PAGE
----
Elucidating the molecular determinants of drug absorption, elimination and disposition is an important goal in cancer therapeutics because it can provide the mechanistic basis for the rational development of agents that can be administered orally, and that are better able to penetrate target tissues. In addition, it can help to predict how simultaneously administered drugs affect the pharmacokinetics (PK) of anticancer agents, inform the field of pharmacogenetics by identifying the genes for which polymorphisms are likely to impact treatment and help to explain side effects that are related to drug disposition. P-glycoprotein (PGP), an ABC transporter that functions as a plasma membrane efflux pump, is an established factor that limits oral bioavailability, facilitates hepatobiliary elimination, and restricts penetration of cancer chemotherapeutics into brain and fetus. Investigations of Pgp knock-out mouse were crucial to these insights, and the findings on the Pgp knock-out mouse were directly translated into the situation in humans. Moreover, this mouse has become a mainstay in the assessment of the impact of PGP on the PK of hundreds of drugs. Recently MRP2 and MRP3, two ABC transporters that are members of the MRP family of drug efflux pumps, have been implicated in these processes. MRP2 is localized to the same apical sites of drug uptake and elimination as is PGP (gut, hepatocytes, kidney and placenta), has the ability to transport a broad range of anticancer agents, and is known to be a factor in the hepatobiliary extrusion of several noncancer agents. In combination, these features suggest that MRP2 may be an important determinant of the PK and disposition of anticancer agents. However, its impact on cancer chemotherapeutics has not been determined in any detail. MRP3, which is able to transport etoposide and methotrexate, is localized on the basolateral surfaces of gut enterocytes, and is induced at basolateral surfaces of hepatocytes during conditions of liver dysfunction (cholestasis) in which the canalicular route of drug detoxification is blocked. These features suggest that MRP3 may promote oral bioavailability of anticancer agents, and possibly detoxify cholestatic hepatocytes by pumping cancer agents back into sinusoidal blood. Here again, the contribution of MRP3 to these processes has not been determined. To define the contribution of MRP2 and MRP3 to PK and drug disposition, we have developed mrp2 and mrp3 gene-disrupted mice, as well as a complete set of relevant double knock-out mice. The goal of this proposal is to test the hypothesis that these two pumps affect PK and drug disposition of anticancer agents by using these mouse models. Public Health Statement: Understanding the processes investigated in this proposal will promote public health by providing information that could help to improve the design of anticancer agents. These improvements could potentially allow the drugs to be given by mouth instead of intravenously, and also reduce the side effects that are associated with the way the body disposes of anticancer agents.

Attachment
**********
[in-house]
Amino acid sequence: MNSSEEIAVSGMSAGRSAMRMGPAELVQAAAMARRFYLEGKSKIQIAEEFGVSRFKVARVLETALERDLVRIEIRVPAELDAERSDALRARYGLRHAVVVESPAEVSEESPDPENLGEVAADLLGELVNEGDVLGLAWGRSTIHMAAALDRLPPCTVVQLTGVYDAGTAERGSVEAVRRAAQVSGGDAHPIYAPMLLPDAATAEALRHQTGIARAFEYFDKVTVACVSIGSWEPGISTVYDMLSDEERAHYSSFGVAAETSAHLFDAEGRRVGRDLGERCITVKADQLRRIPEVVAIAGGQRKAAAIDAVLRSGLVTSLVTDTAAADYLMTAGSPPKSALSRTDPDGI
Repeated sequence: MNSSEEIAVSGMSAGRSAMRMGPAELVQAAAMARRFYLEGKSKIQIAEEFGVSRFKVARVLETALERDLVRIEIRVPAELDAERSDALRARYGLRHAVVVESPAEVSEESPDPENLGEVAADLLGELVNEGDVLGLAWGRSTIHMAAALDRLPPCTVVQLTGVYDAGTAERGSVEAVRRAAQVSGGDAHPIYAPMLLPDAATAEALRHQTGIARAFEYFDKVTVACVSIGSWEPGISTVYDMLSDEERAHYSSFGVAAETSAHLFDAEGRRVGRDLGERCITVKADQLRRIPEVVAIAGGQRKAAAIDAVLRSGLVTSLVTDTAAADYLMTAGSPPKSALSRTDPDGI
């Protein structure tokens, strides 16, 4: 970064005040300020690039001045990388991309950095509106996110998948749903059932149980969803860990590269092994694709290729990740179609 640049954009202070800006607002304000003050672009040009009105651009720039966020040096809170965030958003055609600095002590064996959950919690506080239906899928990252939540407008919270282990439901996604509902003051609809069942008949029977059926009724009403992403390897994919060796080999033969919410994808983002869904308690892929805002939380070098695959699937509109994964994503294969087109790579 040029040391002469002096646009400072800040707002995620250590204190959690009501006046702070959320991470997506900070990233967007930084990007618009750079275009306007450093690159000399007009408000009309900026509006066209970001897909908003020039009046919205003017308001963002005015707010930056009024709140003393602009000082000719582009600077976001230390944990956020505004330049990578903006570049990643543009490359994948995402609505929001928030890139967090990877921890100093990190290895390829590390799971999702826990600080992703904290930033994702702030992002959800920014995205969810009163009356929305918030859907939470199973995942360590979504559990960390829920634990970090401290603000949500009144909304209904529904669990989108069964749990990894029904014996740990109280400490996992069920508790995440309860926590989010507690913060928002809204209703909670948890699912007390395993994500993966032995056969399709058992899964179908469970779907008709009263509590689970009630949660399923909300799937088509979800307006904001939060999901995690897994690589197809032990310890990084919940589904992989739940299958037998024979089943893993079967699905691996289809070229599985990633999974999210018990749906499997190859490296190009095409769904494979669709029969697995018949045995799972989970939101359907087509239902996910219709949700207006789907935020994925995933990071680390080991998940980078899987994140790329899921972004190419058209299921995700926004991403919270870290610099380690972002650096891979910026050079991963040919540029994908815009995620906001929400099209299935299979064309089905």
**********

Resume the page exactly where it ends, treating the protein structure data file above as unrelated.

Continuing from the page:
Agency
National Institute of Health (NIH)
Institute
National Cancer Institute (NCI)
Type
Research Project (R01)
Project #
5R01CA114574-04
Application #
7682574
Study Section
Basic Mechanisms of Cancer Therapeutics Study Section (BMCT)
Program Officer
Forry, Suzanne L
Project Start
2006-09-19
Project End
2011-07-31
Budget Start
2009-08-01
Budget End
2010-07-31
Support Year
4
Fiscal Year
2009
Total Cost
$300,470
Indirect Cost
Name
University of Illinois at Chicago
Department
Internal Medicine/Medicine
Type
Schools of Medicine
DUNS #
098987217
City
Chicago
State
IL
Country
United States
Zip Code
60612
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